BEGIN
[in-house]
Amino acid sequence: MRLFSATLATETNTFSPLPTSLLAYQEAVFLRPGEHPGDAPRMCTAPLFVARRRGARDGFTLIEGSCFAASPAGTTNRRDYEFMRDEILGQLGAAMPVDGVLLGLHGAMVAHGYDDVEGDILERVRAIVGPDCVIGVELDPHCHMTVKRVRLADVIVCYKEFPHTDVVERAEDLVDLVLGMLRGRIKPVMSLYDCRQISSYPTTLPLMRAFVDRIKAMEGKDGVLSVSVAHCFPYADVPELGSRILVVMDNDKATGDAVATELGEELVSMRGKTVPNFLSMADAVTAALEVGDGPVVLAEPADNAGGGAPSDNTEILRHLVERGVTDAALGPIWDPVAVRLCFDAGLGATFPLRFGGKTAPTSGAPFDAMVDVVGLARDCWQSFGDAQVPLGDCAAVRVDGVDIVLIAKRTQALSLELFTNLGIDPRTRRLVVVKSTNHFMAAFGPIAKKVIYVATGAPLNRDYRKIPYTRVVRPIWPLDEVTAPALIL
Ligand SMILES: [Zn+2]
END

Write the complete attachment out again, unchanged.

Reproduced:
[in-house]
Amino acid sequence: MRLFSATLATETNTFSPLPTSLLAYQEAVFLRPGEHPGDAPRMCTAPLFVARRRGARDGFTLIEGSCFAASPAGTTNRRDYEFMRDEILGQLGAAMPVDGVLLGLHGAMVAHGYDDVEGDILERVRAIVGPDCVIGVELDPHCHMTVKRVRLADVIVCYKEFPHTDVVERAEDLVDLVLGMLRGRIKPVMSLYDCRQISSYPTTLPLMRAFVDRIKAMEGKDGVLSVSVAHCFPYADVPELGSRILVVMDNDKATGDAVATELGEELVSMRGKTVPNFLSMADAVTAALEVGDGPVVLAEPADNAGGGAPSDNTEILRHLVERGVTDAALGPIWDPVAVRLCFDAGLGATFPLRFGGKTAPTSGAPFDAMVDVVGLARDCWQSFGDAQVPLGDCAAVRVDGVDIVLIAKRTQALSLELFTNLGIDPRTRRLVVVKSTNHFMAAFGPIAKKVIYVATGAPLNRDYRKIPYTRVVRPIWPLDEVTAPALIL
Ligand SMILES: [Zn+2]